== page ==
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What would you suggest as a new name for high-fructose corn syrup?

The companies that make high fructose-corn syrup want rename it “corn sugar,” because it’s developing a negative image with consumers.

Images-1 I liked The New York Times article “Help Rename High-Fructose Corn Syrup.”

The Times asked nutrition advocates what they think the new name should be:
  • Corn Glucose and Fructose Syrup: Marion Nestle, professor of nutrition at New York University and author of “Food Politics,” says it’s not corn sugar:
The Food and Drug Administration already has a definition for that, and it’s just glucose (dextrose). High-fructose corn syrup does come from corn. It’s made by extracting the starch from corn, treating it with enzymes to make glucose, and treating the glucose with other enzymes to turn about half of it into fructose. And it comes as a syrup, not crystals. So from a chemical standpoint, ‘corn glucose and fructose syrup’ is exactly what it is. I also like it because it conveys the idea that this is a processed sweetener.
  • Enzymatically Altered Corn Glucose: Michael Pollan, author of “The Omnivore’s Dilemma,” which takes a critical look at the food business, says EACG is a more accurate description:
The name also connotes a highly-processed, novel food ingredient, which has always been the best reason to avoid it: not because it is necessarily worse for you than sugar, but because it is a marker for a whole class of processed foods we’d do well to keep out of our diet.
  • Glucose-Fructose Corn Sweetener: Michael Jacobson, executive director of the Center for Science in the Public Interest, says the name is similar to the term “glucose-fructose syrup,” which is used in Canada:
High-fructose corn syrup is no higher in fructose than regular sugar, and ‘corn sugar’ sounds like it is sugar that comes directly out of corn. Both terms are misleading. ‘Glucose-fructose corn sweetener,’ a term used abroad, may not be pretty, but it’s more accurate.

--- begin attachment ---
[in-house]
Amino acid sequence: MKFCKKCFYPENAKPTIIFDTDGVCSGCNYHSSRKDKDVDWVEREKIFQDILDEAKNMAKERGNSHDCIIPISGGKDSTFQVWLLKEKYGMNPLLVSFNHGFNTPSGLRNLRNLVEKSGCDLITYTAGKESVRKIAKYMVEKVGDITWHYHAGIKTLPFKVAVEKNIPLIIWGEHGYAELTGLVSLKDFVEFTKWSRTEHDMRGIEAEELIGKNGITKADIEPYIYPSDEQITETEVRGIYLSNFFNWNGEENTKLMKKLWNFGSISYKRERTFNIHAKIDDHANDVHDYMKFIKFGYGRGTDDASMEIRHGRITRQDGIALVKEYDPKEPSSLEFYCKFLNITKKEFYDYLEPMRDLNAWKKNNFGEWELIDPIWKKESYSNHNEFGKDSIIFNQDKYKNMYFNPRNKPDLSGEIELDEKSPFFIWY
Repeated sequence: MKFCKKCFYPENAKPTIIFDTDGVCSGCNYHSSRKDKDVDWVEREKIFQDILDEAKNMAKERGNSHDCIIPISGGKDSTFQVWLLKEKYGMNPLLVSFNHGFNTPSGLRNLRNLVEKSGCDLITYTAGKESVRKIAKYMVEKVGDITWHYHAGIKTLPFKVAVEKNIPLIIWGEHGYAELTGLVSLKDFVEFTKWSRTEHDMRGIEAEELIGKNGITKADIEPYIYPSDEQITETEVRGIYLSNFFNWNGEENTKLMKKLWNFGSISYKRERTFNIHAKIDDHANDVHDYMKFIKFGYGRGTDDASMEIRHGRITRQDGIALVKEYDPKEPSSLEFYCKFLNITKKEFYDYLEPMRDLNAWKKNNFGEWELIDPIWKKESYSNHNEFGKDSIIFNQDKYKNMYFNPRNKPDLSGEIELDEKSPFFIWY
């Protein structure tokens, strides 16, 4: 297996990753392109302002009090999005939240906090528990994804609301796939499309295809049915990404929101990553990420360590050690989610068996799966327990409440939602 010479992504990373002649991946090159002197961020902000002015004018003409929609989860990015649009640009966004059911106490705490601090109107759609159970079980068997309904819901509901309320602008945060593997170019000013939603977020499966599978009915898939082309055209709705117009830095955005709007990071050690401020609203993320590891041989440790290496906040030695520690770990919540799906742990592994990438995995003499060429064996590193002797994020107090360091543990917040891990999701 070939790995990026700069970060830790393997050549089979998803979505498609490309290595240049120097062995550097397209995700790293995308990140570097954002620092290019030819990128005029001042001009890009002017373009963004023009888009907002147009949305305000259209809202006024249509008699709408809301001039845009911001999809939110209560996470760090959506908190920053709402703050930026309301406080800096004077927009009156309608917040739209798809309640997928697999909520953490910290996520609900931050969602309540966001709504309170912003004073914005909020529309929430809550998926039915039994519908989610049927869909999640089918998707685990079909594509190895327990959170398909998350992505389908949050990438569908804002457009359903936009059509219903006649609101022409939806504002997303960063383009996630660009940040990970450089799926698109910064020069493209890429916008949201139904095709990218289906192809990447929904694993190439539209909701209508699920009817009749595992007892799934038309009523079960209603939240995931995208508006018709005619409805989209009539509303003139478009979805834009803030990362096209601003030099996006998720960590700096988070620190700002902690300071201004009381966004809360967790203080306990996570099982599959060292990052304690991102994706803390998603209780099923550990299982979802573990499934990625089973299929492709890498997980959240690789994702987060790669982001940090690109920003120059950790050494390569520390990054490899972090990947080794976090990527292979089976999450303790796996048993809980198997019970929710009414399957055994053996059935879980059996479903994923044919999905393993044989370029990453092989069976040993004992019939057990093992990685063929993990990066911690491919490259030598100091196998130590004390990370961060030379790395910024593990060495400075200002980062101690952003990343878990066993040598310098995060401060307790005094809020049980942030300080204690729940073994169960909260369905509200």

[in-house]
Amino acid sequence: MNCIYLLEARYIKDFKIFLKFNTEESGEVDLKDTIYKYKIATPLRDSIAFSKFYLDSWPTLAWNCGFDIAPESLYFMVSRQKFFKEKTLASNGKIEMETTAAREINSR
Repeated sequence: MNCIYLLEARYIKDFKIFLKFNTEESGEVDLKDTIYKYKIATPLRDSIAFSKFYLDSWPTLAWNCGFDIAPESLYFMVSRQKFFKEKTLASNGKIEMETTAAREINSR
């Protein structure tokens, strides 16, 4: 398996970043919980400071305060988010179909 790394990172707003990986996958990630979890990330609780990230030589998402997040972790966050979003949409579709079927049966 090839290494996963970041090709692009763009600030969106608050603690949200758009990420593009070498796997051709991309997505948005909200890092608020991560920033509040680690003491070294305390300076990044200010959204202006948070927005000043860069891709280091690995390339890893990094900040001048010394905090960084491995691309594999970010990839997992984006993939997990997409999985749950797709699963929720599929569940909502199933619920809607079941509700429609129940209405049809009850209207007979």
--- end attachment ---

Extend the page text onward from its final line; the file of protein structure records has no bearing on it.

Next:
• Corn Sugar: Barry Popkin, director of the University of North Carolina Interdisciplinary Obesity Center and an advocate for taxes on sugared beverages, says the simple name works:
Frankly I feel that corn sugar is perfect. A large amount of research on this topic of fructose versus HFCS has shown that fructose in any sugar – be it cane sugar, beet sugar, or sugar from corn or many other sources – has the same adverse additional effects on health. But the major negative is any sugar consumed in a beverage. For this reason corn sugar, as well as ‘natural sugar,’ which is either from sugar cane, beet sugars or fruit juice concentrates, all have fructose and all have the same adverse effects on health. Corn sugar clearly identifies correctly sugar from corn as not having more fructose than any other sugar source.
  • High-Fructose Corn Syrup: Dr. Andrew Weil, best-selling author and alternative medicine pioneer, says no name change is needed. He says:
I don’t like ‘corn sugar’ – too vague – and traditionally it meant solid dextrose (glucose) made by hydrolyzing cornstarch. I’m in favor of sticking with ‘high-fructose corn syrup.’ That’s what it is, and I don’t agree that it’s innocuous. It’s a cheap sweetener, a marker of low-quality industrial food and a major promoter of insulin resistance and obesity in our population.
I don’t think high-fructose corn syrup should be renamed corn sugar. It’s manufactured through a highly complex process using two enzymes, one derived from a bacterium and another from a fungus.

Of the names described above, I like enzymatically altered corn glucose the best. It refutes the Corn Refiners Association contention that high-fructose corn syrup is a “natural” product.

But, leaving the name high-fructose corn syrup also has merits. Consumers are familiar with it and can continue to avoid the highly manufactured sweetener.

The Times article has a poll that let’s you vote on which of the above names you like the best. Leaving the name the same is winning so far.

Copyright 2010, Rita R. Robison, Consumer Specialist


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I'm thinking they could call it: Diabetical

Or how about: PoisonSugar?

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